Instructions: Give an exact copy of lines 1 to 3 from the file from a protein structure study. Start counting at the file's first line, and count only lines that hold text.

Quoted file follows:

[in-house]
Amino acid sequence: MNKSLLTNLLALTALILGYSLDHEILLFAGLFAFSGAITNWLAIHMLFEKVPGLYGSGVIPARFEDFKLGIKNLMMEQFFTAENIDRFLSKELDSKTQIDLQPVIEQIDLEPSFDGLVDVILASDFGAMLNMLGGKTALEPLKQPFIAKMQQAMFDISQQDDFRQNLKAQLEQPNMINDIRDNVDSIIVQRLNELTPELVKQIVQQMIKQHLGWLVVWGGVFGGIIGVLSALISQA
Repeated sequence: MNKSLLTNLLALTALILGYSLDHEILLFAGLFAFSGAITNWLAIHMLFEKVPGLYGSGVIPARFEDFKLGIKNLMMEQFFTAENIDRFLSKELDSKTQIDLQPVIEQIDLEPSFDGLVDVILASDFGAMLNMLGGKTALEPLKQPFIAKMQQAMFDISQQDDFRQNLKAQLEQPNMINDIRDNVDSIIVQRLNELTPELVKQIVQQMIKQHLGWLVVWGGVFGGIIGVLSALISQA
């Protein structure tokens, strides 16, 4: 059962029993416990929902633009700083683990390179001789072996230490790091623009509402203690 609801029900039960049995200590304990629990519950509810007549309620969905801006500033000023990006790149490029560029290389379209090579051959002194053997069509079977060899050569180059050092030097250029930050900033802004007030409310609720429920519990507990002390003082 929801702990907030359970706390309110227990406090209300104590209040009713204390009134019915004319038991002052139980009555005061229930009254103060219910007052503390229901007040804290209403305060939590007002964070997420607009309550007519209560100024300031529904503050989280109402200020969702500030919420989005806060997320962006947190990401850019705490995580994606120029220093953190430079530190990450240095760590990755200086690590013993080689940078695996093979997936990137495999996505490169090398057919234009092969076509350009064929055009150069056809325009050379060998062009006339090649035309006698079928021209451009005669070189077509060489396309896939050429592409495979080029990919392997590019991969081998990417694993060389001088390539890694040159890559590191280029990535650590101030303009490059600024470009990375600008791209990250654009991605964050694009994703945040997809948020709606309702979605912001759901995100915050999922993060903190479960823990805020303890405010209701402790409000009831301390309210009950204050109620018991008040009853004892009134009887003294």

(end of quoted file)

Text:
[in-house]
Amino acid sequence: MNKSLLTNLLALTALILGYSLDHEILLFAGLFAFSGAITNWLAIHMLFEKVPGLYGSGVIPARFEDFKLGIKNLMMEQFFTAENIDRFLSKELDSKTQIDLQPVIEQIDLEPSFDGLVDVILASDFGAMLNMLGGKTALEPLKQPFIAKMQQAMFDISQQDDFRQNLKAQLEQPNMINDIRDNVDSIIVQRLNELTPELVKQIVQQMIKQHLGWLVVWGGVFGGIIGVLSALISQA
Repeated sequence: MNKSLLTNLLALTALILGYSLDHEILLFAGLFAFSGAITNWLAIHMLFEKVPGLYGSGVIPARFEDFKLGIKNLMMEQFFTAENIDRFLSKELDSKTQIDLQPVIEQIDLEPSFDGLVDVILASDFGAMLNMLGGKTALEPLKQPFIAKMQQAMFDISQQDDFRQNLKAQLEQPNMINDIRDNVDSIIVQRLNELTPELVKQIVQQMIKQHLGWLVVWGGVFGGIIGVLSALISQA